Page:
A group of 13 state attorneys general and the District of Columbia AG have sent a letter to the FDIC commenting on the agency’s request for information on small-dollar lending. The RFI, published in November 2018, seeks input on “steps the FDIC could take to encourage FDIC-supervised institutions to offer responsible, prudently underwritten small-dollar credit products that are economically viable and address the credit needs of bank customers.”
In their letter, the AGs assert that “payday lenders are once again returning to ‘rent-a-bank’ schemes in order to evade state law.” They recommend that “the FDIC discourage banks from entering into these relationships in any guidance it issues on small-dollar lending.”
The AGs also recommend “that the FDIC discourage banks from extending small-dollar loans without considering the consumer’s ability to repay” and “include in any guidance on small-dollar lending factors banks should consider in evaluating a consumer’s ability to repay.” The specific factors they urge the FDIC to identify are “a consumer’s monthly expenses such as recurring debt obligations and necessary living expenses,” “a consumer’s ability to repay the entire balance of the proposed loan at the end of the term without re-borrowing,” and the “consumer’s ability to absorb an unanticipated financial event…and, nonetheless, still be able to meet the payments as they become due.”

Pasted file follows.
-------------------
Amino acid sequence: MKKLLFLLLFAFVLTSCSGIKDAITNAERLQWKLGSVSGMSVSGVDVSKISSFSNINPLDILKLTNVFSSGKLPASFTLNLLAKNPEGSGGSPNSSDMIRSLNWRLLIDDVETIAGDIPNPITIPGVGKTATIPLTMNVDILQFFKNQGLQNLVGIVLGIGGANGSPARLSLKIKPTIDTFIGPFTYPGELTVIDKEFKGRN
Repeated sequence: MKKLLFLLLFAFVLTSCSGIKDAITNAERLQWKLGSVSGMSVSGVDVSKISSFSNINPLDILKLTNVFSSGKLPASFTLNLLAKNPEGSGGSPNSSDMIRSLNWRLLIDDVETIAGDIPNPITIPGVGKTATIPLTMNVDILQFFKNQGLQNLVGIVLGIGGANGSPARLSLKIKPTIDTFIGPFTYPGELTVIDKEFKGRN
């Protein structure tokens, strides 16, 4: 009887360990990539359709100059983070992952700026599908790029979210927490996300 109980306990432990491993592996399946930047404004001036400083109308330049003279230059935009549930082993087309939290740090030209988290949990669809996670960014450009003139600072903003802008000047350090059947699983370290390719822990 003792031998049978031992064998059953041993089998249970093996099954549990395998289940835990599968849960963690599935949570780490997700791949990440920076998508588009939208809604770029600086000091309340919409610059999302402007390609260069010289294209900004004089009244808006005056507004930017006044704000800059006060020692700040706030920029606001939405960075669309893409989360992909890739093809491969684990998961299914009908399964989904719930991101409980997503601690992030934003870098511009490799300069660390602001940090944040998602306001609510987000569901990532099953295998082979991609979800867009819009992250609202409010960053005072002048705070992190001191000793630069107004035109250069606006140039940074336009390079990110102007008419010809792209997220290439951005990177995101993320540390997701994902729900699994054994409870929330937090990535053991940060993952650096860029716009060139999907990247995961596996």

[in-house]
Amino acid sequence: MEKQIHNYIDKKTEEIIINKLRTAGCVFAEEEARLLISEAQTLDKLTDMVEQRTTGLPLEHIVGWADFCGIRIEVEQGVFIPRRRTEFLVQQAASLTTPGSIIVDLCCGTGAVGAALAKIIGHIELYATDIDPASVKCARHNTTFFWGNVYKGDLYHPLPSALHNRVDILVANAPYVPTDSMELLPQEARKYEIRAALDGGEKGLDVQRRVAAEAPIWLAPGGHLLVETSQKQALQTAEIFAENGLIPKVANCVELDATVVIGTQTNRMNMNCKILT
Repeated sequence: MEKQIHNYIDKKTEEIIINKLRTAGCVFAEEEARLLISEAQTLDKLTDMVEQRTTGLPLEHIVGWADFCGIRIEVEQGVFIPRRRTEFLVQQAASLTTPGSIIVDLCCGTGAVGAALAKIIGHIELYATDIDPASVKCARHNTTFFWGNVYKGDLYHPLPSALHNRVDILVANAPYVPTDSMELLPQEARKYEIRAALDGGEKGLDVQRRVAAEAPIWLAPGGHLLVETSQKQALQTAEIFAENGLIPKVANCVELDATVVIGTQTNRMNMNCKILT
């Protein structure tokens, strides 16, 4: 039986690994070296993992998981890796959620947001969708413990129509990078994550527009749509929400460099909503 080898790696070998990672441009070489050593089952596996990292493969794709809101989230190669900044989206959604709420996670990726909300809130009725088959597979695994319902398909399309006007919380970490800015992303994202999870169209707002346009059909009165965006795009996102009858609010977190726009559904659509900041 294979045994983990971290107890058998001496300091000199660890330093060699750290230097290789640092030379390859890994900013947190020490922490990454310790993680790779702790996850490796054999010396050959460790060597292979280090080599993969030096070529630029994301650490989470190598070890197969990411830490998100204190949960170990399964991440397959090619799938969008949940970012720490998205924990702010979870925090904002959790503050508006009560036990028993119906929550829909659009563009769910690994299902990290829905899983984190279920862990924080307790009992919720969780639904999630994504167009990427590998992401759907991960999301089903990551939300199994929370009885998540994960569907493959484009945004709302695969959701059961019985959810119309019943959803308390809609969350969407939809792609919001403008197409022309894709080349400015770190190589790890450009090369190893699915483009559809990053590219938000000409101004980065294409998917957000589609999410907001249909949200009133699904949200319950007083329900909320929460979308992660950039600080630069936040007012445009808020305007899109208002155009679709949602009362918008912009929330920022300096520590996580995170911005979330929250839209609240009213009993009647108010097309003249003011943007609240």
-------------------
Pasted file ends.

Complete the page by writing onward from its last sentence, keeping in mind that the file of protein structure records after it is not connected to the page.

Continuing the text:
In May 2018, the OCC issued a bulletin intended to encourage its supervised institutions to offer small-dollar loans. With the comment period on the FDIC’s RFI having ended on January 22, the FDIC could soon follow suit.
In October 2018, the CFPB issued a statement in which it stated that it expects to issue a proposed rule this month to revisit the ability-to-repay provisions of its final payday/vehicle title/ high-rate installment loan rule but not the rule’s payments provisions. The Bureau also stated that its proposal would address the rule’s August 19, 2019 compliance date. On January 14, American Banker published an article indicating that the Bureau was expected to issue its proposal “within days or weeks.” According to the article, the Bureau has concluded that the best approach is to entirely remove the rule’s ability-to-repay provisions.